Thank you for considering a gift to the Leonard E Parker Center for Gravitation, Cosmology and Astrophysics. Your gift of any size makes a difference. Make a Gift Online.
There are many ways to participate in the life of the Leonard E Parker Center for Gravitation, Cosmology and Astrophysics. Please get involved, learn more about our fascinating Universe, and meet our members. Get involved!
The Leonard E Parker Center for Gravitation, Cosmology and Astrophysics is supported by NASA, the National Science Foundation, UW-Milwaukee College of Letters and Science, and UW-Milwaukee Graduate School. Any opinions, findings, and conclusions or recommendations expressed in this material are those of the author(s) and do not necessarily reflect the views of these organizations.
Posted by Patrick Brady on October 21, 2013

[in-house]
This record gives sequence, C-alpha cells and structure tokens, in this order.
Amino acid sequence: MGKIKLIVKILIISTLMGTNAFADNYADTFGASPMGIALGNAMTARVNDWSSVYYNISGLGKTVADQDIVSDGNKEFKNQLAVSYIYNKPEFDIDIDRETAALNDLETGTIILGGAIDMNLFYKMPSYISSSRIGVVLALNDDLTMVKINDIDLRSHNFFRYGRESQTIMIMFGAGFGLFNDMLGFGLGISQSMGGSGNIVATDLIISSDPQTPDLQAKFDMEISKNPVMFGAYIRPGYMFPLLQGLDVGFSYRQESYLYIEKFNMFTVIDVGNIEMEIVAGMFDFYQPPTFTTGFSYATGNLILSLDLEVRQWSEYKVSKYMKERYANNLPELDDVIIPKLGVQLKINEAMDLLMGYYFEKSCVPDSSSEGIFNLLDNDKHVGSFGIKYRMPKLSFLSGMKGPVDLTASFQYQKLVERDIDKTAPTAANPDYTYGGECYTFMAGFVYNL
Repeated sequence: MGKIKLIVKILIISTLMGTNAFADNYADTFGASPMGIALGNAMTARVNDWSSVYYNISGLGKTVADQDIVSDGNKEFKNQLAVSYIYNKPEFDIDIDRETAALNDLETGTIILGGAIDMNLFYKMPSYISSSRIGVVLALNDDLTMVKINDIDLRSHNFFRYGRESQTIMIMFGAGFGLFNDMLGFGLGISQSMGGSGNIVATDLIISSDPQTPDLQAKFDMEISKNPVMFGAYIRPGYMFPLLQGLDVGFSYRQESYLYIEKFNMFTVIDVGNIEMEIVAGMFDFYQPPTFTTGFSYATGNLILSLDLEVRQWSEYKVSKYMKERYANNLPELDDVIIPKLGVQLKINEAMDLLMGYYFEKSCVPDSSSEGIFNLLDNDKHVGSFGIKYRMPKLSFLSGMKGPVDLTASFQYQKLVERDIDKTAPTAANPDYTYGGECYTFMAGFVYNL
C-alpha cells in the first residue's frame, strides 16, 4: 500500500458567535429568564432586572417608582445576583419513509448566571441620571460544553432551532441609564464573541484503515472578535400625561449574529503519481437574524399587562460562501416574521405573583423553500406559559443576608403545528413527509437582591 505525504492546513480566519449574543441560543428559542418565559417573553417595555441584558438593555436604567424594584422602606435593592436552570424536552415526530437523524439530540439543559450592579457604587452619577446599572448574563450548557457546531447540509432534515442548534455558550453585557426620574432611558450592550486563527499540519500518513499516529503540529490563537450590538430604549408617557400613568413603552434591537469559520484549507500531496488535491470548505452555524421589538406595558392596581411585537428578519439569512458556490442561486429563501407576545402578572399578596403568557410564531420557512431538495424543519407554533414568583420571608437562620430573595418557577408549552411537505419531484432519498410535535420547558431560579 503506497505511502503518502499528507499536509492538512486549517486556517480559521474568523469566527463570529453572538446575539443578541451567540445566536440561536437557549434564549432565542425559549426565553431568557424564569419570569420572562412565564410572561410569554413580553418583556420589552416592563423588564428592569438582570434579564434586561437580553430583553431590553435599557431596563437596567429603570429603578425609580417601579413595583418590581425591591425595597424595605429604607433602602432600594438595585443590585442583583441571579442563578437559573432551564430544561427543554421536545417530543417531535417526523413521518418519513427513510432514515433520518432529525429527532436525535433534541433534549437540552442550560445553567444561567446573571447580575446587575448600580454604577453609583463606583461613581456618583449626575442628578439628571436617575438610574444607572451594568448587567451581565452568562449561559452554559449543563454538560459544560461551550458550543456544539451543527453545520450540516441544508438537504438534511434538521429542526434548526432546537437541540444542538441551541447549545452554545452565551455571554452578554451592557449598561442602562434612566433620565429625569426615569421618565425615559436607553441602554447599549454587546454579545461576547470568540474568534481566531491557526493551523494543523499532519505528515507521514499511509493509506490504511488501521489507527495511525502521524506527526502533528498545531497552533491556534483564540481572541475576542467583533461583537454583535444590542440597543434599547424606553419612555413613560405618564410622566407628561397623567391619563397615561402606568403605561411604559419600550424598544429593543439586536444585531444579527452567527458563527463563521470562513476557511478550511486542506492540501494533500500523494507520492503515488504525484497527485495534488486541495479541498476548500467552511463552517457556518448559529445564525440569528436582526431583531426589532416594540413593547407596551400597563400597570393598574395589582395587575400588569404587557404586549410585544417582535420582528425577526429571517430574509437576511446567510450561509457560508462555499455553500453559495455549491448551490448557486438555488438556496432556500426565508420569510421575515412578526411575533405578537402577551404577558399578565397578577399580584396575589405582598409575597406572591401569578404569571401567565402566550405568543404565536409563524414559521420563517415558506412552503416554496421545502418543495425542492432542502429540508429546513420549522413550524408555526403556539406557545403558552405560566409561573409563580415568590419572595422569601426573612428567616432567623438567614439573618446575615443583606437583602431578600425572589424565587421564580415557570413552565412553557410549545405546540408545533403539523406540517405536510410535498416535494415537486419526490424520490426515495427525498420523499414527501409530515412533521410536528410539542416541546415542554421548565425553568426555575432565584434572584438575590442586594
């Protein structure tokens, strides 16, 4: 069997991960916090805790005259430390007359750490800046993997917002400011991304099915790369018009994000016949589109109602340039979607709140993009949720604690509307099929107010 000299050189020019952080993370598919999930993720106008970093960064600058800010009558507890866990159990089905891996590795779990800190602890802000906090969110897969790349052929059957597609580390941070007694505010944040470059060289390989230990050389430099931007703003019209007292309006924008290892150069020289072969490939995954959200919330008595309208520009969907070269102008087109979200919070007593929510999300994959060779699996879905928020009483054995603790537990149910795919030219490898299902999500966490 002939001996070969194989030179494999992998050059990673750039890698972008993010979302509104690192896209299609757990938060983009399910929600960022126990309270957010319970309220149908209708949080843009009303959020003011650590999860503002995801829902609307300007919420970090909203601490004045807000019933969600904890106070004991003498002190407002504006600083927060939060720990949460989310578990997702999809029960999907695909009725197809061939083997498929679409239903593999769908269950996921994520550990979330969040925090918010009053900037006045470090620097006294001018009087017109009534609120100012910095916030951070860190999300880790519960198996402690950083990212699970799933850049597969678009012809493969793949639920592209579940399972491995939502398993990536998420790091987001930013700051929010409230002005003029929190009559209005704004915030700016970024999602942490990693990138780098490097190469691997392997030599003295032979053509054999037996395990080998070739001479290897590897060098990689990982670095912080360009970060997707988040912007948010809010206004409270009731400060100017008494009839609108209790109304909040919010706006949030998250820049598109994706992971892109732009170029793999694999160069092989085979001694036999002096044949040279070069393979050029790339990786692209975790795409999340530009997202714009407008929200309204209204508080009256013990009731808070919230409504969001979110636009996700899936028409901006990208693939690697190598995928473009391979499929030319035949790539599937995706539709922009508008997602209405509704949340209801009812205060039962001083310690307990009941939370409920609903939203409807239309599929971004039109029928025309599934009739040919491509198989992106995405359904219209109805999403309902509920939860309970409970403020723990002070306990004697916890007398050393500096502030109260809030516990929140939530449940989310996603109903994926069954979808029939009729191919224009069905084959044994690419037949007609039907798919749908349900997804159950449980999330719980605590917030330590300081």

In addition to the exhibit, guests listened to in-depth discussions with black hole experts from the CGCA at UWM. There were six 30 minute lectures covering five different topics and geared toward a general audiences: Dr. Patrick Brady explained how the idea of dark stars gave way to the current idea of a black hole as a place in spacetime from which nothing can escape, not even light. The discussion ended with tantalizing hints of how important black holes are in understanding the universe. Dr. David Kaplan described the intriguing observations of the first black hole candidates and how they formed in the aftermath of a massive stars' explosion. Dr. Jolien Creighton explained how black holes evaporate according Stephen Hawking’s most celebrated contribution to black hole physics. Dr. Dawn Erb explained her studies of the relationship between the formation of galaxies and the supermassive black holes at their center. Dr. Xavier Siemens will described the innovative ways we have to look for the merger of supermassive black holes.
The exhibit, Astronomy's New Messenger: Listening to the Universe with Gravitational Waves, gave guests the opportunity to learn about black holes and the exciting work that is being done by the Laser Interferometer Gravitational-Wave Observatory (LIGO). This traveling exhibit was developed with National Science Foundation funding.